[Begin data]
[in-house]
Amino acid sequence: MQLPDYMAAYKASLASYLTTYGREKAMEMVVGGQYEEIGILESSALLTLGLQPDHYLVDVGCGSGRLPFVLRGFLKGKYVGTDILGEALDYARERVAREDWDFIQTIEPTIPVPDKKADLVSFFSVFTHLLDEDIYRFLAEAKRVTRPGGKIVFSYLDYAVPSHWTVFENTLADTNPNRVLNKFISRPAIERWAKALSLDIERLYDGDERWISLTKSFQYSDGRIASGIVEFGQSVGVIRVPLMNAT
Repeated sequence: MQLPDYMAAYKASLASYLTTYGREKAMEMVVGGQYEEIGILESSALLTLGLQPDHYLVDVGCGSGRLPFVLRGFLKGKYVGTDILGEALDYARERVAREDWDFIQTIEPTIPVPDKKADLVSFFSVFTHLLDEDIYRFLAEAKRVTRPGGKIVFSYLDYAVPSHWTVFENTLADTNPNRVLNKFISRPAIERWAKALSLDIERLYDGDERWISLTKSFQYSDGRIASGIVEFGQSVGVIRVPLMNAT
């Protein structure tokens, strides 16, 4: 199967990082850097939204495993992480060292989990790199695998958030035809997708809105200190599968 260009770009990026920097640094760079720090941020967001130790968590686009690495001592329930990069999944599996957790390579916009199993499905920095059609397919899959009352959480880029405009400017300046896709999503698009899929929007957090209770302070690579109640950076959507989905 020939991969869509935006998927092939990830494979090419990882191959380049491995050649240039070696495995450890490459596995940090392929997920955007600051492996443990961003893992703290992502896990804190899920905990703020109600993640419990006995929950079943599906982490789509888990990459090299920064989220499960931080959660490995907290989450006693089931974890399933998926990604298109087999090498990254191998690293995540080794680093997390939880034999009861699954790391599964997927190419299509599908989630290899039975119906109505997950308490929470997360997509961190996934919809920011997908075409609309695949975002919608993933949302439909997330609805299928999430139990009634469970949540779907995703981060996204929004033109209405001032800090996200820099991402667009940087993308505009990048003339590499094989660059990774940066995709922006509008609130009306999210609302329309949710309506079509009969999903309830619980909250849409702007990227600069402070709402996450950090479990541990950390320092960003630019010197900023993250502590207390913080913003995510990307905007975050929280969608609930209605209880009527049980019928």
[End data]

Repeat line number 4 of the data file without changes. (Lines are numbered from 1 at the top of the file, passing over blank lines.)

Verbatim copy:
């Protein structure tokens, strides 16, 4: 199967990082850097939204495993992480060292989990790199695998958030035809997708809105200190599968 260009770009990026920097640094760079720090941020967001130790968590686009690495001592329930990069999944599996957790390579916009199993499905920095059609397919899959009352959480880029405009400017300046896709999503698009899929929007957090209770302070690579109640950076959507989905 020939991969869509935006998927092939990830494979090419990882191959380049491995050649240039070696495995450890490459596995940090392929997920955007600051492996443990961003893992703290992502896990804190899920905990703020109600993640419990006995929950079943599906982490789509888990990459090299920064989220499960931080959660490995907290989450006693089931974890399933998926990604298109087999090498990254191998690293995540080794680093997390939880034999009861699954790391599964997927190419299509599908989630290899039975119906109505997950308490929470997360997509961190996934919809920011997908075409609309695949975002919608993933949302439909997330609805299928999430139990009634469970949540779907995703981060996204929004033109209405001032800090996200820099991402667009940087993308505009990048003339590499094989660059990774940066995709922006509008609130009306999210609302329309949710309506079509009969999903309830619980909250849409702007990227600069402070709402996450950090479990541990950390320092960003630019010197900023993250502590207390913080913003995510990307905007975050929280969608609930209605209880009527049980019928």